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Rheumatism or Rheumatoid Factor used to Diagnose Auto Immune Disease and Rheumatoid Arthritis

A high rheumatism (rheumatoid) factor indicates the presence of greater-than-normal protein levels in the blood. These proteins can attack healthy tissues in the body and compromise the immune system. A high rheumatoid factor is used to diagnosis the presence of autoimmune diseases such as rheumatoid arthritis, Sjrogen’s syndrome or lupus. High levels of protein in the blood can also sometimes be an indicator of possible cancer. When the immune system, which is the body’s built-in defense against sickness, perceives the threat of viral or bacterial invaders or a foreign body such as a growth, it manufactures extra antibodies to attack and destroy the threat. The presence of these antibodies are often detected by the rheumatoid factor. The higher the factor, the greater potential for severe symptoms and potential damage if the disease process cannot be effectively treated.

As with all autoimmune diseases, including rheumatoid arthritis, the body’s own defense system fails and it cannot tell friend from foe. The immune system is tricked into producing and directing these antibodies to fight against healthy parts of the body. This can result in joint destruction, organ and glandular failure and inflammation of healthy connective tissue.

The rheumatoid (rheumatism) factor

The rheumatism factor is not a fool-proof test to determine the presence of autoimmune disease. Quest Diagnostics, a leading US laboratory, estimates that up to 20% of individuals diagnosed with an autoimmune disease test negative for an elevated Rf. A false rheumatoid factor can sometimes also be present due to other immunological diseases in the body. According to Medicine Net’s Editor and leading rheumatologist, Dr. William Shiel, the higher the rheumatoid factor, the greater the likelihood that rheumatoid arthritis is present and the greater potential for permanent damage due to the disease.

The Rf is but one of several auto-immune tests that is used to detect the presence of inflammation markers in the blood. It is frequently used in conjunction with one or more additional laboratory tests which may include a complete blood count, sedimentation rate and C reactive protein. A more conclusive diagnosis can be made when it can be confirmed by multiple diagnostics. When the rheumatoid factor is negative in spite of symptoms that suggest the presence of an auto-immune disease, a Citrulline antibody test is sometimes ordered to confirm rheumatoid arthritis as well as rule out other auto-immune diseases.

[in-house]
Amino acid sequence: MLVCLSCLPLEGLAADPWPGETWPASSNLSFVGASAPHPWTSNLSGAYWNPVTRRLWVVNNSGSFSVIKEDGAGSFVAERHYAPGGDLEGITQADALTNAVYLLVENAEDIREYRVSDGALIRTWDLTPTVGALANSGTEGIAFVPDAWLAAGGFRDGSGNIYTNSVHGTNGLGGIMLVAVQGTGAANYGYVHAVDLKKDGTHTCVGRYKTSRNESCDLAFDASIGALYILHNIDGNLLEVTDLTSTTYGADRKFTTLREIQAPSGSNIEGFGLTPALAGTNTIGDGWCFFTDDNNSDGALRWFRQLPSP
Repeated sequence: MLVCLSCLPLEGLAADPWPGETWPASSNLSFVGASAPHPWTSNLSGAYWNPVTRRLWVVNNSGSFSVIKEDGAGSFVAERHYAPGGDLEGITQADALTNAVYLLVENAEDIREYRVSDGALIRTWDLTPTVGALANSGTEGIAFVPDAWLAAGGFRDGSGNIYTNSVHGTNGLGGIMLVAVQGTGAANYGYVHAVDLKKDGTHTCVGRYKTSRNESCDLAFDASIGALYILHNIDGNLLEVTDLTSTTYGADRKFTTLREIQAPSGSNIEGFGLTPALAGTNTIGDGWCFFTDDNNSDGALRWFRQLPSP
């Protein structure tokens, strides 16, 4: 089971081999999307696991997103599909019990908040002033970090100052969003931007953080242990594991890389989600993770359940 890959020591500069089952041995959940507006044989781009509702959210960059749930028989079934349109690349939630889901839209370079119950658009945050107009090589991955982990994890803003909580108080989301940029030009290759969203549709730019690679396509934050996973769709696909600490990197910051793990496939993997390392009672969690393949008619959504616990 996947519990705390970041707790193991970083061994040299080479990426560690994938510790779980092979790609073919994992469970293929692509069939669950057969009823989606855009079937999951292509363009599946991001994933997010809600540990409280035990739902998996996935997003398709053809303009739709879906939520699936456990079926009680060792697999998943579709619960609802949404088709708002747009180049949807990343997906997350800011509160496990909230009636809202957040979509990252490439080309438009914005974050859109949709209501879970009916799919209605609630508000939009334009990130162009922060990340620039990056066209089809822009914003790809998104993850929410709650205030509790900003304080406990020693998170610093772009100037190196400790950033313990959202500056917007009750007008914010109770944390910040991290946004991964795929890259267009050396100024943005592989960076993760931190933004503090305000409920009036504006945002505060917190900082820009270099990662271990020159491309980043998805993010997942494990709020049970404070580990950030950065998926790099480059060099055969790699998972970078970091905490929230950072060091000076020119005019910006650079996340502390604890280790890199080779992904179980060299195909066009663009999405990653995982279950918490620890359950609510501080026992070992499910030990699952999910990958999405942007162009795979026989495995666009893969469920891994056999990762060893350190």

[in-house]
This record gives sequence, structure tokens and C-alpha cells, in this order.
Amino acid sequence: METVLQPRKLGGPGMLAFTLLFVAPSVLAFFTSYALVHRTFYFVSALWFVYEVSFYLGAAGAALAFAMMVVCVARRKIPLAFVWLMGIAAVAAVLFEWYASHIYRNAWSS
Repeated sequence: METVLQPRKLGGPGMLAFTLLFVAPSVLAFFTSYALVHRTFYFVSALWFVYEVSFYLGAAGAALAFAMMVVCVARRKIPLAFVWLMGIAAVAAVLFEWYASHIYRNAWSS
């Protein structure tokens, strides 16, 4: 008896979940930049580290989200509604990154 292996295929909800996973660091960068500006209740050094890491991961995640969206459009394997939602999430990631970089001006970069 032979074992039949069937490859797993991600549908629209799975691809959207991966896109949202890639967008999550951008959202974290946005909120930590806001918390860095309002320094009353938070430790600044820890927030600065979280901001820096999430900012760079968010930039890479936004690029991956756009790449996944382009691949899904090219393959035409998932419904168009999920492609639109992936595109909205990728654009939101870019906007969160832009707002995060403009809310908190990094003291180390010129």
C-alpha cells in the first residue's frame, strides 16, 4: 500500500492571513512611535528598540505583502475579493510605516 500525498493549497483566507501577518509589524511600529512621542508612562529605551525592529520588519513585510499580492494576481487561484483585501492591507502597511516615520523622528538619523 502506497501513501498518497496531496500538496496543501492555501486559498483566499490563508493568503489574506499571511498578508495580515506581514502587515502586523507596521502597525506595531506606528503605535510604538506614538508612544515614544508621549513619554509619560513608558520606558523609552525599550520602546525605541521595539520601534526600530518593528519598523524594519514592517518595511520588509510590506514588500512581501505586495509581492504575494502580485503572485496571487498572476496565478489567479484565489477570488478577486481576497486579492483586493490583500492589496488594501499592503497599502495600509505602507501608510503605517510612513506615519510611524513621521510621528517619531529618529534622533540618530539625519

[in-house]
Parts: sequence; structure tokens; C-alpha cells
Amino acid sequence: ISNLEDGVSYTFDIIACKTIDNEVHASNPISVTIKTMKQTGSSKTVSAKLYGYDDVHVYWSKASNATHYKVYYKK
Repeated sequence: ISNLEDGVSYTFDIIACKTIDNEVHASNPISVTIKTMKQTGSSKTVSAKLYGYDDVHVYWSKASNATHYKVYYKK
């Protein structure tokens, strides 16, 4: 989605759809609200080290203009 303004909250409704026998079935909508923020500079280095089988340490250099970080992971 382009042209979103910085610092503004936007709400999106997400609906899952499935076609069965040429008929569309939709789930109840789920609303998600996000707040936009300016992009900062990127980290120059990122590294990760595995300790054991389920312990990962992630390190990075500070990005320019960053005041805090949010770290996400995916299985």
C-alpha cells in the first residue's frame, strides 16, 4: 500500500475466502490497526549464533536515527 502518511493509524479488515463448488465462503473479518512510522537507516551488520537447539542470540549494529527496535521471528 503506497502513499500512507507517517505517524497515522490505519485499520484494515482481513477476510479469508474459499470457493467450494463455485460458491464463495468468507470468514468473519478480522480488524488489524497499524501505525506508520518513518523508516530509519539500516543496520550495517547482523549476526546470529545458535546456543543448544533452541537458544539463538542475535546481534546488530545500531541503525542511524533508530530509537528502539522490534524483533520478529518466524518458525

How the rheumatoid factor is interpreted

Rheumatoid arthritis most often onsets in individuals between the ages of 30 and 50. Juvenile arthritis, however, can strike in very young children. Researchers estimate that damage to the bone, joints, and connective tissues can occur as early as the first year of diagnosis. Diagnostic tests such as the rheumatoid factor are used to confirm the presence of the disease so that treatment can begin as soon as possible to slow down or halt the destruction in the body. The rheumatoid factor is considered statistically significant at the 95th percentile or when greater than 20 IU/ml. Test results within this range suggest the probability of the presence of an autoimmune disease, but should be confirmed with collaborative blood work.

When to have a rheumatoid factor done

Individuals who are experiencing joint stiffness, muscular pain that persists, or joint and connective tissue swelling with increased difficulty during the morning hours, should be evaluated by a rheumatologist to determine the cause and course of treatment. A rheumatologist will take a detailed history of presenting symptoms and perform a thorough examination. If he suspects the presence of an auto-immune disease such as rheumatoid arthritis, he will order a blood work panel which includes a rheumatoid factor to assist him in making the right diagnosis and determining a course of treatment.

Research into the causes and treatment of auto-immune diseases is ongoing and progressive. Early diagnosis coupled with advances in pharmacology make is possible to prevent many of the crippling effects that have historically been associated with rheumatoid arthritis. The rheumatoid factor continues to be one of the first laboratory tests used to screen for antibodies that may be waging war against an otherwise healthy body.